Oliver Askew: ‘I was starting to lose confidence’ after ‘hardest hit I’ve had’

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Oliver Askew knew something was medically wrong in the days after concussion-like symptoms began from “the hardest hit I’ve ever had” in the Indianapolis 500. He’d been evaluated and cleared to race after the Aug. 23 crash, but he just didn’t feel right.

The IndyCar rookie told The Associated Press on Thursday he has been experiencing dizziness, sleeping difficulties, irritability, headaches and confusion since he crashed in the Aug. 23 race. He continued to race in four more events as he tried to “play through it” until friends and family encouraged him to seek medical treatment.

He since has been diagnosed with a concussion and is working on a recovery plan with the University of Pittsburgh Medical Center’s sports medicine concussion program, the same place NASCAR star Dale Earnhardt Jr. received care after concussions in 2012 and ’16. Askew will not compete in next weekend’s doubleheader on the road course at Indianapolis, and Arrow McLaren SP will put three-time Indy 500 winner Helio Castroneves in the No. 7 Chevrolet.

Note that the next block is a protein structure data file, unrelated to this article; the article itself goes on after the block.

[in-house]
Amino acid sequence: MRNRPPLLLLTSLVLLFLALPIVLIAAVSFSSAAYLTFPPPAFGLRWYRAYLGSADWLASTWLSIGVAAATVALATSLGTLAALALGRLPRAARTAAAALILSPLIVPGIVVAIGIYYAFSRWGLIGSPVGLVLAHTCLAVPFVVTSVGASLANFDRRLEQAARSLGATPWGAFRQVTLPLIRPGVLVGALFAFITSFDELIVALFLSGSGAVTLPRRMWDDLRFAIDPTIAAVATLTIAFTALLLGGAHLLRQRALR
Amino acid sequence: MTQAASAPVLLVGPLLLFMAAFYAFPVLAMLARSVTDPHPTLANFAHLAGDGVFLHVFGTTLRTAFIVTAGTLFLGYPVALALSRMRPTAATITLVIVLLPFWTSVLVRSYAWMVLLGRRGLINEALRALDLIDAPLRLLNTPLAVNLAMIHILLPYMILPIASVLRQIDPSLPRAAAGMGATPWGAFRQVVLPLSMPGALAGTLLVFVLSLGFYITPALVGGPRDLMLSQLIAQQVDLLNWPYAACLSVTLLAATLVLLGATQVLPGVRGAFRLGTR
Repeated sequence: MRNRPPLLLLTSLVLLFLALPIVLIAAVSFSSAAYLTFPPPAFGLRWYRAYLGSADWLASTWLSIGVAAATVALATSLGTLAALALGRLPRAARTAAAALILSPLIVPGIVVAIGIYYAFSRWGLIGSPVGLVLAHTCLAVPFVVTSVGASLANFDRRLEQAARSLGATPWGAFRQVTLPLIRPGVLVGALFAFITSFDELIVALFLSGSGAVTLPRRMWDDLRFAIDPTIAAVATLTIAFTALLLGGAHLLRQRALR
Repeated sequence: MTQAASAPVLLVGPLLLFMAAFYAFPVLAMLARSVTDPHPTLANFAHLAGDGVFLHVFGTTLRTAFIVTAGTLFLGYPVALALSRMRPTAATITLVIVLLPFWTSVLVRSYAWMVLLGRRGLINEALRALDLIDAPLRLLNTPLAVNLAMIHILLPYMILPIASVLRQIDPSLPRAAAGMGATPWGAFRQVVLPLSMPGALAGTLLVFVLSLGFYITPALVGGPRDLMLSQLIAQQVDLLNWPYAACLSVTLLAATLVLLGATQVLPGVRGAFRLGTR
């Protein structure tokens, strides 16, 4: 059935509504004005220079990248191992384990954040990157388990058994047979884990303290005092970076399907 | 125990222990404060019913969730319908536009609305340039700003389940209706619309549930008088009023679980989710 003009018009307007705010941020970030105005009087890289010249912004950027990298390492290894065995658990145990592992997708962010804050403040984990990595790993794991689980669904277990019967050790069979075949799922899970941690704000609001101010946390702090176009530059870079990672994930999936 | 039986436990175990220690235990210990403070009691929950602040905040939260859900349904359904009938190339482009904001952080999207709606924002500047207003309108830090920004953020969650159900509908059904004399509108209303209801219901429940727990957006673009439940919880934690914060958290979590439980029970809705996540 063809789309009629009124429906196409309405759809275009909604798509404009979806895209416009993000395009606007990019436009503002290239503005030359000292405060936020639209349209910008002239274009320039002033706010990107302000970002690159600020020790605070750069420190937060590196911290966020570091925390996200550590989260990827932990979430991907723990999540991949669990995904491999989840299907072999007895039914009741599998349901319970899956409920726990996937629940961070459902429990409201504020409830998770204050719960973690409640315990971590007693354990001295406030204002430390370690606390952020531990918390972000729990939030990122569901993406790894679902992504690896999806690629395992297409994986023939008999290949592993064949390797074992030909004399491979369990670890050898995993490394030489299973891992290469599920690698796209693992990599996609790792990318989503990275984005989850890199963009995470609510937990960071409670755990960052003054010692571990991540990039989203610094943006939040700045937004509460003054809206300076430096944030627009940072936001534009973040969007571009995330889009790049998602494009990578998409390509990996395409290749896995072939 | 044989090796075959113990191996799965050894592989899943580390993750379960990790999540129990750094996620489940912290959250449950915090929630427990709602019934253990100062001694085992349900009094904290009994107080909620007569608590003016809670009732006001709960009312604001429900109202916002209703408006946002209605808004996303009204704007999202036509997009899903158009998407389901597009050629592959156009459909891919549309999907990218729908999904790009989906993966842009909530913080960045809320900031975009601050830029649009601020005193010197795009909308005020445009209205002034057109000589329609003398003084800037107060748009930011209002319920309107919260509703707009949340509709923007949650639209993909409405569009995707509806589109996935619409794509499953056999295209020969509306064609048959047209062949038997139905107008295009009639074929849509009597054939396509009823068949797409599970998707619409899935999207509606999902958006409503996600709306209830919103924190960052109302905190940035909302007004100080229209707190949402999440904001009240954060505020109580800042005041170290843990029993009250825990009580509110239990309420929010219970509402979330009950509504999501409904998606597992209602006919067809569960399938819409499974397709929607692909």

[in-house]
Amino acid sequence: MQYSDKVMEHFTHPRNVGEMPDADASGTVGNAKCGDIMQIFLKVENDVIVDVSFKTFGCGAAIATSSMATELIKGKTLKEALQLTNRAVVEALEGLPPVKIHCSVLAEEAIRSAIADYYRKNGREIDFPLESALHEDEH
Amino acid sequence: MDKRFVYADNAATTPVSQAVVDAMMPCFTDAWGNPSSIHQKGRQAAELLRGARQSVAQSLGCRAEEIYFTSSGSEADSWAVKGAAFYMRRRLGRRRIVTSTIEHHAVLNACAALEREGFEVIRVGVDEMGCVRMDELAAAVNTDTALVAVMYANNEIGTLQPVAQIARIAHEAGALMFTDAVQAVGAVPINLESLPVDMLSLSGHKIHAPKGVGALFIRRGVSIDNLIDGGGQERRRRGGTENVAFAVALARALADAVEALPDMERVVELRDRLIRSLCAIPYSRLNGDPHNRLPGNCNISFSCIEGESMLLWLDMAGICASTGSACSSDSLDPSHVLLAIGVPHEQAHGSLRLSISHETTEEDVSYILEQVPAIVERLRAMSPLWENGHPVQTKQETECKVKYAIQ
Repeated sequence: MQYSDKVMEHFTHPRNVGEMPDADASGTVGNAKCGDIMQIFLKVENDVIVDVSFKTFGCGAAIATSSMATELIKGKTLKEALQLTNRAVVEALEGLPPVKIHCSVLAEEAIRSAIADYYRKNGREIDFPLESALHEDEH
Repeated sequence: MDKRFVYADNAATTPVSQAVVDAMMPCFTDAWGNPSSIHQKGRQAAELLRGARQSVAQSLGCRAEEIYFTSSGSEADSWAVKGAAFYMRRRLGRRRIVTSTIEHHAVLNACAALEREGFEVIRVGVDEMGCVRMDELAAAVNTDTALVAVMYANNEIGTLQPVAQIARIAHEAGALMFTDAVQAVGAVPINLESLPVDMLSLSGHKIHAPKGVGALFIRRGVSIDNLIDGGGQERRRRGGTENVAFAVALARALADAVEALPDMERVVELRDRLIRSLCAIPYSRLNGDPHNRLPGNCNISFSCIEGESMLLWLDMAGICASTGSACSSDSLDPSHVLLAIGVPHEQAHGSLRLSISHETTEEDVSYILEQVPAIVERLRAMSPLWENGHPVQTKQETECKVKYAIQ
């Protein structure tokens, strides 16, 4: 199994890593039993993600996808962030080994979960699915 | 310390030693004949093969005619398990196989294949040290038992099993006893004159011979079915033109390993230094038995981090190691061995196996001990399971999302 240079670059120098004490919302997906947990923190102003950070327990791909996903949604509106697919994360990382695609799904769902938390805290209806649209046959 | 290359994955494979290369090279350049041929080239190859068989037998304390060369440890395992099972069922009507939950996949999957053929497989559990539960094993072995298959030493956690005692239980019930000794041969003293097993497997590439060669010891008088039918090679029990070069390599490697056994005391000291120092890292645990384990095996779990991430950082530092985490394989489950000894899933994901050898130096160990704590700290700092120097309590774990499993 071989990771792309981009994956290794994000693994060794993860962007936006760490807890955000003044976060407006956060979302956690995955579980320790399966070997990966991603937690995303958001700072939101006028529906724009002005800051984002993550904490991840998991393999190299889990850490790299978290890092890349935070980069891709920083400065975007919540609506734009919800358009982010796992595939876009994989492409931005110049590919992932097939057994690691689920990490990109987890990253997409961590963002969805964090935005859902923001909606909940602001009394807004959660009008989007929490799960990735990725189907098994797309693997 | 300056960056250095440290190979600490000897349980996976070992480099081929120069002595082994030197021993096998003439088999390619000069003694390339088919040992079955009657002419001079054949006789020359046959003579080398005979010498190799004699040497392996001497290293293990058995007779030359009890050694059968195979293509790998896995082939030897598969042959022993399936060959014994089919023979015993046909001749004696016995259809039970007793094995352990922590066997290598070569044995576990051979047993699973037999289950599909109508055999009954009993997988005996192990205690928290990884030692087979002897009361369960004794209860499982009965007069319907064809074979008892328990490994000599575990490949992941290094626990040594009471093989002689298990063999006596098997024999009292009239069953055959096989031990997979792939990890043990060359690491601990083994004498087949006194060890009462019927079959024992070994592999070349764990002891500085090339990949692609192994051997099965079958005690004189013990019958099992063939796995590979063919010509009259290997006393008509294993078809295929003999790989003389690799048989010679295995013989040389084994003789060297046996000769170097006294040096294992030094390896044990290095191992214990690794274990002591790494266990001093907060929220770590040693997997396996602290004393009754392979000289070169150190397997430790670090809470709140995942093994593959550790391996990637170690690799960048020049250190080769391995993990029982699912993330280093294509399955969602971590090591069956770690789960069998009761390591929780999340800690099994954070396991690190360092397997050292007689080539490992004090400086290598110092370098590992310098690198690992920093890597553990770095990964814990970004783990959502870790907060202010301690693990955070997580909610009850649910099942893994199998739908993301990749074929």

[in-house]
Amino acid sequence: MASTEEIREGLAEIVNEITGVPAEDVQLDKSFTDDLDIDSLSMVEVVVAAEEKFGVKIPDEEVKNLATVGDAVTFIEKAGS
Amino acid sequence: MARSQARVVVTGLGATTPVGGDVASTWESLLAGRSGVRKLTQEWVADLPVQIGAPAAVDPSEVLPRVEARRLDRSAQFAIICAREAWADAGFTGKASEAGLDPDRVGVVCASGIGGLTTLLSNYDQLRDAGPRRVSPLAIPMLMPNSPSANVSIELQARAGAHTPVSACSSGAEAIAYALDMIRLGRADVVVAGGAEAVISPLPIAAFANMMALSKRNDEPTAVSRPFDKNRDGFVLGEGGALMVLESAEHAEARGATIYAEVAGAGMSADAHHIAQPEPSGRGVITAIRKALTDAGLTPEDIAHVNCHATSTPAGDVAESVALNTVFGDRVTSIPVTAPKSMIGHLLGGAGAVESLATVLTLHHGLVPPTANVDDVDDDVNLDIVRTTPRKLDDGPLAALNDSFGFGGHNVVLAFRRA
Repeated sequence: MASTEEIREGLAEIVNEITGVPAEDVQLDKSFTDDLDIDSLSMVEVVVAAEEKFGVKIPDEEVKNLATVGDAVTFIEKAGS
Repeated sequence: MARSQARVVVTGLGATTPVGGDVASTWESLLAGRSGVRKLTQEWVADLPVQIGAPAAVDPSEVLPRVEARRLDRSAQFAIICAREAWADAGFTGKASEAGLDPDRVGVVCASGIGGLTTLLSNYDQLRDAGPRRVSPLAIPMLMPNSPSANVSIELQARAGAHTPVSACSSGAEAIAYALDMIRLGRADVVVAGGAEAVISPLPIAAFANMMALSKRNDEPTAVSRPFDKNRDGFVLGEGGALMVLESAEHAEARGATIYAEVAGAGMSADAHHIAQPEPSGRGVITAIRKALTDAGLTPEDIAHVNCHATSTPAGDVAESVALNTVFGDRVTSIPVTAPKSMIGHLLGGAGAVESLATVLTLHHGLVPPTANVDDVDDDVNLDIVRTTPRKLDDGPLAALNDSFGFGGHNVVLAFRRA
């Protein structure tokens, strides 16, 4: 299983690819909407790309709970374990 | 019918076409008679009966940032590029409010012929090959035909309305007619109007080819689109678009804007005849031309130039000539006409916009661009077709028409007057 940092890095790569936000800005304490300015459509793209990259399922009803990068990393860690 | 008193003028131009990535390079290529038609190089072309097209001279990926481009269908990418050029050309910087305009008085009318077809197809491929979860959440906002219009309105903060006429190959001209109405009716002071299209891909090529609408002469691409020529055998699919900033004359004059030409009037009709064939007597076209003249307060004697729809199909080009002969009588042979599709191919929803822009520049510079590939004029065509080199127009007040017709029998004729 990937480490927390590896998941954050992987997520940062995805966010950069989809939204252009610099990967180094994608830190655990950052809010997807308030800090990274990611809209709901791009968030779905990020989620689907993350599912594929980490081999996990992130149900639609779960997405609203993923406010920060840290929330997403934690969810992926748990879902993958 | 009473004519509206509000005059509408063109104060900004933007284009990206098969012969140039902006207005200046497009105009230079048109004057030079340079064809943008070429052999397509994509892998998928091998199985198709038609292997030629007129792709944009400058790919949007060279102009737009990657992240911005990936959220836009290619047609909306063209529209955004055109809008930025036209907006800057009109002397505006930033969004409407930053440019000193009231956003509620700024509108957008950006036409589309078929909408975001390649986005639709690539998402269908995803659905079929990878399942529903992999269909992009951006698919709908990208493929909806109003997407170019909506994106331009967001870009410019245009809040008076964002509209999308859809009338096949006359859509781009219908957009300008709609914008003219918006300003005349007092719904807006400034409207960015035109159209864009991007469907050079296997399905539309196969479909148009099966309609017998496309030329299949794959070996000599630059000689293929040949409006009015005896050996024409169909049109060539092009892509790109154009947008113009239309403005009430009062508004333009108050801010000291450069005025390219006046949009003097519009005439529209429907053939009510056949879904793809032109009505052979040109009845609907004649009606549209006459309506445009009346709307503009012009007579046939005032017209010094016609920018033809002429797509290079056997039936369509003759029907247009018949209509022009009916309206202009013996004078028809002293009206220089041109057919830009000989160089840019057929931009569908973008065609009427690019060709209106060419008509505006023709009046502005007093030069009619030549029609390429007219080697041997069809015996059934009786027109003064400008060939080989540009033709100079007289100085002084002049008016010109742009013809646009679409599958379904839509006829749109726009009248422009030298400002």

“This is all I’ve worked for,” the 23-year-old told AP. “I don’t come from money, and I’ve worked my way up and have finally gotten my shot in a good car. And then all of a sudden, the results just weren’t there in a car I knew should be performing. And I just didn’t feel like myself, you know?

“So initially I felt like I needed to stay in the car and continue to improve. And then I didn’t feel like I could do that with my condition and what was going on. I was starting to lose confidence in myself.”

Earnhardt praised Askew for going to Pittsburgh to see Dr. Micky Collins.

“Oliver is in the best hands when it comes to taking care of this problem and getting back on the racetrack. It was very smart of him to get in front of Micky so that he could understand the seriousness of the situation and begin the process of getting well,” Earnhardt said. “You can absolutely heal from this but not without taking the step of getting help. Often that’s the most difficult step.”

Athletes often hide injuries to continue competing, and even Earnhardt admittedly masked concussions during his driving career. Askew didn’t know what was wrong with him but was frightened to get out of the car.

He is a paid driver who brings no sponsorship money to the team (but did bring a $1 million scholarship for winning last year’s Indy Lights championship), and owner Sam Schmidt holds the option on his contract.